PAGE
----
Statistical Methods & Tables

Age-structural modelling


In the statistical analysis shown below (Table 1), the logistic regression model employs the country-level median age as the only continuous independent variable. In these “age-structural analyses”, logistic regression has been used to determine (1.) whether, or not, the presence of a specific, discrete condition (the dependent variable; 0 or 1) varies as states advance across the age-structural transition. If, indeed, it varies across this transition, then (2.) age-structural methods proceed to determine how that specific condition varies (its functional form); and (3.) the level of certainty that is associated with that variation (its confidence interval).

In age-structural models, the dependent variable (composed of data coded “1” or “0”) must be discrete, or discretized by creating a gradient of discrete categories. Examples of discrete conditions include the presence or absence (in a year) of a type of political regime, such as a liberal democracy (shown in Table 1), or the presence or absence of an intra-state conflict. Examples of discretized variable include the attainment of specific levels of per-capita income (e.g., the World Bank’s Upper-middle Income Category), or levels of educational attainment (secondary school participation).

Table 1.  Logistic regression statistical table for the age-structural model of liberal democracy. Dichotomous controls are small populations, the presence of high-intensity conflict, and reliance on oil or mineral resources (each defined in the table).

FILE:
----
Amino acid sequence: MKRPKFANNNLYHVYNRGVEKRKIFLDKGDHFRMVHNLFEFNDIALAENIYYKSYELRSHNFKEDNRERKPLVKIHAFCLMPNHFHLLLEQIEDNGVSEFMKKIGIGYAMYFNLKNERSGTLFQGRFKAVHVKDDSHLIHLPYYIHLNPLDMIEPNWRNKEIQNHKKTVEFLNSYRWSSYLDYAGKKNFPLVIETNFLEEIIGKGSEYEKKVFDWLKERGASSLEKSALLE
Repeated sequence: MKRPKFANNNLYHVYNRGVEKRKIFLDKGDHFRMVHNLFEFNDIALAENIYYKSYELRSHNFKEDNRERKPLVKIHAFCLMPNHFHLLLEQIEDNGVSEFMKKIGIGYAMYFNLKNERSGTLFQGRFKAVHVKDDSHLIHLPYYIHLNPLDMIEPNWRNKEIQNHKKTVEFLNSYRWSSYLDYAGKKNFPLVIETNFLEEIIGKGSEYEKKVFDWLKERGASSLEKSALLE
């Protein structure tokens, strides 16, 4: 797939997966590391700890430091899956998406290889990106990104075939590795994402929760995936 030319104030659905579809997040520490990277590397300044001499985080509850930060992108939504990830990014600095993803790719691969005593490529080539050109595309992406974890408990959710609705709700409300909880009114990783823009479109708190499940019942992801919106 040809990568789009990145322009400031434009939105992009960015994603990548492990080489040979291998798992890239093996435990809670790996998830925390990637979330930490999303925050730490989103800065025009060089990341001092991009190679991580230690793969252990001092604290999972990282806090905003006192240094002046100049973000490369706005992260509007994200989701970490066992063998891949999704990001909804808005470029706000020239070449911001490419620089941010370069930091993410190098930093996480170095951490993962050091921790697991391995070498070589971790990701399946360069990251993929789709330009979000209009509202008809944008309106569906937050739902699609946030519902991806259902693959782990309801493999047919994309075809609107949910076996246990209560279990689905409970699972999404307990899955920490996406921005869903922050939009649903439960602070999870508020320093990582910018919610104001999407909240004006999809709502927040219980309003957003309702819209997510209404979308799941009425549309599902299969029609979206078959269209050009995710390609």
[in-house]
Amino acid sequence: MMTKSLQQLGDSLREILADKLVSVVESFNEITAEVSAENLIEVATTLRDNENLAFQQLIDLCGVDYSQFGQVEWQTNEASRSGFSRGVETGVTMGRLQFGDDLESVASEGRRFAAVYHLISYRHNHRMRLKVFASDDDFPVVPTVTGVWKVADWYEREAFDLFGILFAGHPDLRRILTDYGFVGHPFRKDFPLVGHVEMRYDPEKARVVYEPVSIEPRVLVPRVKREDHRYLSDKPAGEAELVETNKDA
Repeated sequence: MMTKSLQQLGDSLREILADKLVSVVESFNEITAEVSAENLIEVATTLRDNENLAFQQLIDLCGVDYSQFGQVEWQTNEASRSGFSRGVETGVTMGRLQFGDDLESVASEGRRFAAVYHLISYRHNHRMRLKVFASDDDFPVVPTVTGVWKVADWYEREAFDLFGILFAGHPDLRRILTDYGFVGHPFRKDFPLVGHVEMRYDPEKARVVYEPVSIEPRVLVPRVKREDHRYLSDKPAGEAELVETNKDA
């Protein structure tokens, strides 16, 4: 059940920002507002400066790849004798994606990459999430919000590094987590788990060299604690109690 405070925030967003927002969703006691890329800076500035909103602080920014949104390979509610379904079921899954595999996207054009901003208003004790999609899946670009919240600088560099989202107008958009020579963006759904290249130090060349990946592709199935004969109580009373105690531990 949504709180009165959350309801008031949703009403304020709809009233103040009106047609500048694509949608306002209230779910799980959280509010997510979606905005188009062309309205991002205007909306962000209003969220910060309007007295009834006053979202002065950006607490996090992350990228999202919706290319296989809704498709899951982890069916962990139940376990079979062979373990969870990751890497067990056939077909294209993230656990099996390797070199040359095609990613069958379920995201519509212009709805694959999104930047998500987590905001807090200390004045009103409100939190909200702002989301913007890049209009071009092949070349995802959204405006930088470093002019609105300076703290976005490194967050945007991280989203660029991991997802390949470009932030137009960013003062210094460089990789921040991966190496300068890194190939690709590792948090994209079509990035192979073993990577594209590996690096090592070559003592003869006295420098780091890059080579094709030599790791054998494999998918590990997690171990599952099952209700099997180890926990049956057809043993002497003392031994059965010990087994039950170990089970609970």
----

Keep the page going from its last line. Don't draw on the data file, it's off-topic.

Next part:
Control Variables

In my own experience, I have found it useful to begin with the simplest form of the age-structural model—the naïve model, which is devoid of any control variables (Model 1, example in Table 1). To refine this model, I have added dichotomous (presence or absence) control variables, or combinations of these three variables, to refine the naïve model. States with these qualities often, but not always, perform differently than the larger group of states. Before graphing the function, running experiments with other dichotomous variables, or identifying exceptional states, I typically find it useful to control for these three factors, depending on the dependent variable:

(a.) States with small populations.  This factor identifies states with a mid-year population of fewer than 5.00 million. The source of this estimate was the UN Population Division’s 2015 revision of World Population Prospects (UNPD, 2015).

(b.) States engaged in high intensity conflict. A state is deemed to be in high intensity conflict if, for that year, it experiences more than 1000 battle-related deaths, according to the current version of the UCDP Conflict Dataset (Uppsala Conflict Data Project and Peace Research Institute, Oslo [UCDP/PRIO], 2014; Gleditsch et al., 2002).

(c.) Resource-reliant states. A state was deemed as experiencing significant oil and mineral wealth if revenues from these resources comprised over 15.0 percent of GDP. Annual levels of oil revenue, mineral revenue and GDP were obtained from the 2015 version of the World Bank’s World Development Indicators (World Bank Group [WB], 2015).

Thus, current analyses typically feature controlled models (Model 2, examples in Table 1) that feature various combinations of this model (e.g., Models 2a, 2ab, 2ac, 2bc, 2abc).  As a general observation, the effect of small population (a) generally produces the strongest statistical impact on a naïve model. The control for high intensity conflict (b) has occasionally been statistically significant, particularly in health and income-related models, but is omitted when the dependent variable is a conflict-related variable. Oil-mineral reliance (c) has been statistically significant in most age-structural models.